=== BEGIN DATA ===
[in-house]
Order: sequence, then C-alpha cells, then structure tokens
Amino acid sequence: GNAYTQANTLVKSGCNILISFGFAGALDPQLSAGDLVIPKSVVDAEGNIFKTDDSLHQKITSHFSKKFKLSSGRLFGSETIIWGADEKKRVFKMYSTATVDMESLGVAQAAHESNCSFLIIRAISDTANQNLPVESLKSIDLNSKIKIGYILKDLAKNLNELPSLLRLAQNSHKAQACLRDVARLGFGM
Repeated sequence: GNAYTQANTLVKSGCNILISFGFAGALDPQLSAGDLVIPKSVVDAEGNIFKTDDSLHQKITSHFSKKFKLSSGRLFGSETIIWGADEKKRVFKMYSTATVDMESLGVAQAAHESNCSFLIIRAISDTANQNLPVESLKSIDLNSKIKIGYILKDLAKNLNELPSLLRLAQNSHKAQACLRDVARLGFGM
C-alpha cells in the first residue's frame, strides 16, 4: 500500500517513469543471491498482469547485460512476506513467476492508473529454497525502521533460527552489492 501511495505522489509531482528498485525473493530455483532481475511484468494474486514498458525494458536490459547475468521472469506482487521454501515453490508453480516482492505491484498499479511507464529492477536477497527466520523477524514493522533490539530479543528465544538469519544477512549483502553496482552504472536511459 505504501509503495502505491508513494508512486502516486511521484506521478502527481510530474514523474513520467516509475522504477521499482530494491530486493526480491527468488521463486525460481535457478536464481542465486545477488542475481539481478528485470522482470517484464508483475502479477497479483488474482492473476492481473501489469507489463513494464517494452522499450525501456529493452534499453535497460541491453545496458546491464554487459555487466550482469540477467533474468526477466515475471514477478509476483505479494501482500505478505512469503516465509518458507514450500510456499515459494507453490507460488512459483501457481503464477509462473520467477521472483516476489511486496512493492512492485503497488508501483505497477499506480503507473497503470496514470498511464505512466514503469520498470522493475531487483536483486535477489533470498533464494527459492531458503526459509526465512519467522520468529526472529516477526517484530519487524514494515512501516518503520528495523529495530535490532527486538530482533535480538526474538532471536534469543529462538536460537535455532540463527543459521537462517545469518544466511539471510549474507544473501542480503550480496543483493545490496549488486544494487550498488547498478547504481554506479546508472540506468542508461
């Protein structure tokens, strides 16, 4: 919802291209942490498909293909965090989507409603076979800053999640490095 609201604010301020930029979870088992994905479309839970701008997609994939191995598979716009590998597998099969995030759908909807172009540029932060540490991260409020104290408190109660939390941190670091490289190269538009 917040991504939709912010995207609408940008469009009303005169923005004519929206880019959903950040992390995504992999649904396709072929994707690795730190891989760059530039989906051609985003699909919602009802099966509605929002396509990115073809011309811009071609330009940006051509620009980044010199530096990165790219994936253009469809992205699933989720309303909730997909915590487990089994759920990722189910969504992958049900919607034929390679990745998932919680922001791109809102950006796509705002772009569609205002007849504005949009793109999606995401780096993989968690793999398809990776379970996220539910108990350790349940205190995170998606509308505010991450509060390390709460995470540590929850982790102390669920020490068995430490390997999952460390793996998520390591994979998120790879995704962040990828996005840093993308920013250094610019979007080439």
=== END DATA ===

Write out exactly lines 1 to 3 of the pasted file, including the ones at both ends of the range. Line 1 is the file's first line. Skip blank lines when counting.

[in-house]
Order: sequence, then C-alpha cells, then structure tokens
Amino acid sequence: GNAYTQANTLVKSGCNILISFGFAGALDPQLSAGDLVIPKSVVDAEGNIFKTDDSLHQKITSHFSKKFKLSSGRLFGSETIIWGADEKKRVFKMYSTATVDMESLGVAQAAHESNCSFLIIRAISDTANQNLPVESLKSIDLNSKIKIGYILKDLAKNLNELPSLLRLAQNSHKAQACLRDVARLGFGM